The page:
Real estate5 min read

How to lower your property taxes

September 06, 2023Written by Amanda Cox
Image1No one likes to pay taxes, especially on one’s property. But rather than resign yourself to the mercy of the taxman, let’s explore some ways to reduce property taxes.

Two common strategies for lowering property taxes are:

  1. Reassessment

  2. Tax relief

It's important to note that the specific methods and eligibility criteria can vary depending on the jurisdiction and local regulations.

Option 1: Appealing the assessed value of your house

Property owners can sometimes negotiate with the local tax assessor's office to have their property reassessed if they believe the assessment is inaccurate or unfair. Providing evidence of lower property values or comparable assessments in the area may support the case. However, this only works if you think your home value is lower than it was during the previous assessment, or if you believe there is a mistake in your assessment. Here are the steps to take when requesting reassessment.

1. Contact your local tax office

First, reach out to your local tax office. There are several reasons why you should do this including to:

  • Request a copy of the assessment

  • Understand the process to appeal your tax assessment

  • Gather the relevant information

  • Clarify eligibility

  • Receive guidance

  • Identify deadlines

  • Resolve any issues informally, if possible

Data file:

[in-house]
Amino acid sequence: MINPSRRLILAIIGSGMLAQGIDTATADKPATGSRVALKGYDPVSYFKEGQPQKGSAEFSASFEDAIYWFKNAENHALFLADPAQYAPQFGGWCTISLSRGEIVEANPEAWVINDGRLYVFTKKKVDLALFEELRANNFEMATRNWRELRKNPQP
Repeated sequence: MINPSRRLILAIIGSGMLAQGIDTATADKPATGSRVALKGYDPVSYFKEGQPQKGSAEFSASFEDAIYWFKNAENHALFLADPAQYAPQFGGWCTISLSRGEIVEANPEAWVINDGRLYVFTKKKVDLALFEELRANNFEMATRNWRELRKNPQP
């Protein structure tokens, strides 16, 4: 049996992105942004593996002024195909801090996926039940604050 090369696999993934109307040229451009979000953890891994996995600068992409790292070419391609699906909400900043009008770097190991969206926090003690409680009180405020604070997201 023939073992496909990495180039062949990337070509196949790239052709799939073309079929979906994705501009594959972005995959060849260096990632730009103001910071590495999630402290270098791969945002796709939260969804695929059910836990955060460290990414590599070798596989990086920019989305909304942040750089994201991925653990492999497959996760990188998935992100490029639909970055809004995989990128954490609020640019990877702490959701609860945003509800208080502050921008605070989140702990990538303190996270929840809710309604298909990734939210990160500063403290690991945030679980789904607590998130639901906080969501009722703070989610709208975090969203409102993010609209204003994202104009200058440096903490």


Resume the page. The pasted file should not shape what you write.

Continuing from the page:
You’ll also get detailed information about how your property assessment was determined. This includes factors such as comparable property values, recent sales data, and assessment methodologies. Understanding the assessment process can help you determine whether an appeal is warranted and could help identify potential errors or discrepancies.

In some cases, discussing your concerns with the tax office directly may reveal errors or misunderstandings immediately — potentially leading to a fair resolution without the need for a formal appeal.

2. Review your home’s tax assessment

Once you’ve determined that you’re eligible to appeal the assessment and have obtained a copy of it, be sure to review the document to ensure its accuracy. Check that the information about your property's size, condition, features, and amenities is correct. If you find any errors, you can request a reassessment or file an appeal to have your property's value adjusted. If that doesn’t work, then you can look into getting your property appraised.

3. Get an appraisal on your property

Getting an appraisal of your property is important for several reasons, including ensuring one has an accurate and up-to-date property valuation, sufficient appeal support, and information for future planning.

An appraisal provides an independent and professional assessment of your property's value. It takes into account various factors, such as the property's location, size, condition, and comparable sales in the area. An accurate valuation helps you understand the true worth of your property, which is crucial when determining its fair market value for tax purposes.

Since tax assessments are periodic and may not always reflect current market conditions, by obtaining an appraisal, you can compare the assessed value with the appraised one and determine if there are discrepancies or overvaluations. If such a discrepancy is found, then you might want to submit an appeal.

4. Create and submit your appeal

If you’re wondering how to appeal property tax, the process for completing and submitting an application for property tax reassessment varies depending on your jurisdiction and program. However, here are some general steps to guide you through the process:

  • Determine eligibility

  • Gather documents

  • Review and attach supporting documents

  • Submit the application

  • Follow-up and confirm

While some of these may seem obvious, having a good plan with an appropriate checklist can save you a lot of time later on in the process and avoid errors resulting from omission.